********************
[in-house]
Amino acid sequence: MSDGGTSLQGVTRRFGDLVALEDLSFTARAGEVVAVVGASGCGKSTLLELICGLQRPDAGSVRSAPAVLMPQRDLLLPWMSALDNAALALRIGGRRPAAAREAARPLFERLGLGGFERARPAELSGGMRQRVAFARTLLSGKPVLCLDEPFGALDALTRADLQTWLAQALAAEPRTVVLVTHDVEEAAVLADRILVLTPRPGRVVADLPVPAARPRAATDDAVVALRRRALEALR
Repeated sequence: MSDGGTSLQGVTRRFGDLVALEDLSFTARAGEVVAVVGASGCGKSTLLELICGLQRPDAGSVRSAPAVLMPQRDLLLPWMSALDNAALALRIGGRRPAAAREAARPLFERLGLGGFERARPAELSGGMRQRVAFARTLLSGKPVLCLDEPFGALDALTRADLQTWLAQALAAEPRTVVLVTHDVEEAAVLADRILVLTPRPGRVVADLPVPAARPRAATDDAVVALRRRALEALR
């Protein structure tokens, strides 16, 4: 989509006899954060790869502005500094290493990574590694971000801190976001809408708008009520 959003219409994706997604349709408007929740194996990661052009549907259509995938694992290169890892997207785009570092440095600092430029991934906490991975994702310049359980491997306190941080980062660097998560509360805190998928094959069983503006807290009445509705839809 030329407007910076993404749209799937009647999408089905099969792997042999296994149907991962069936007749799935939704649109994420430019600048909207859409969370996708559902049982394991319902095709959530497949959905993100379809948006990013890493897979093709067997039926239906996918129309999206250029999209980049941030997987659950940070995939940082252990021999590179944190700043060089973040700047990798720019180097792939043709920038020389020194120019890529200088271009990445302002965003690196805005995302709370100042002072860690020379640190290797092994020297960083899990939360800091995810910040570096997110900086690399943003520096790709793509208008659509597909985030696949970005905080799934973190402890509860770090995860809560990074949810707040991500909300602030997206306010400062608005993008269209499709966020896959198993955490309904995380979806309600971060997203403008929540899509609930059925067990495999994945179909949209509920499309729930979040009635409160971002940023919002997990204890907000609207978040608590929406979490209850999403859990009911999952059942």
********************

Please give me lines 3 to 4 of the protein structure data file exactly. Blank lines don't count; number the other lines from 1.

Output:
Repeated sequence: MSDGGTSLQGVTRRFGDLVALEDLSFTARAGEVVAVVGASGCGKSTLLELICGLQRPDAGSVRSAPAVLMPQRDLLLPWMSALDNAALALRIGGRRPAAAREAARPLFERLGLGGFERARPAELSGGMRQRVAFARTLLSGKPVLCLDEPFGALDALTRADLQTWLAQALAAEPRTVVLVTHDVEEAAVLADRILVLTPRPGRVVADLPVPAARPRAATDDAVVALRRRALEALR
């Protein structure tokens, strides 16, 4: 989509006899954060790869502005500094290493990574590694971000801190976001809408708008009520 959003219409994706997604349709408007929740194996990661052009549907259509995938694992290169890892997207785009570092440095600092430029991934906490991975994702310049359980491997306190941080980062660097998560509360805190998928094959069983503006807290009445509705839809 030329407007910076993404749209799937009647999408089905099969792997042999296994149907991962069936007749799935939704649109994420430019600048909207859409969370996708559902049982394991319902095709959530497949959905993100379809948006990013890493897979093709067997039926239906996918129309999206250029999209980049941030997987659950940070995939940082252990021999590179944190700043060089973040700047990798720019180097792939043709920038020389020194120019890529200088271009990445302002965003690196805005995302709370100042002072860690020379640190290797092994020297960083899990939360800091995810910040570096997110900086690399943003520096790709793509208008659509597909985030696949970005905080799934973190402890509860770090995860809560990074949810707040991500909300602030997206306010400062608005993008269209499709966020896959198993955490309904995380979806309600971060997203403008929540899509609930059925067990495999994945179909949209509920499309729930979040009635409160971002940023919002997990204890907000609207978040608590929406979490209850999403859990009911999952059942």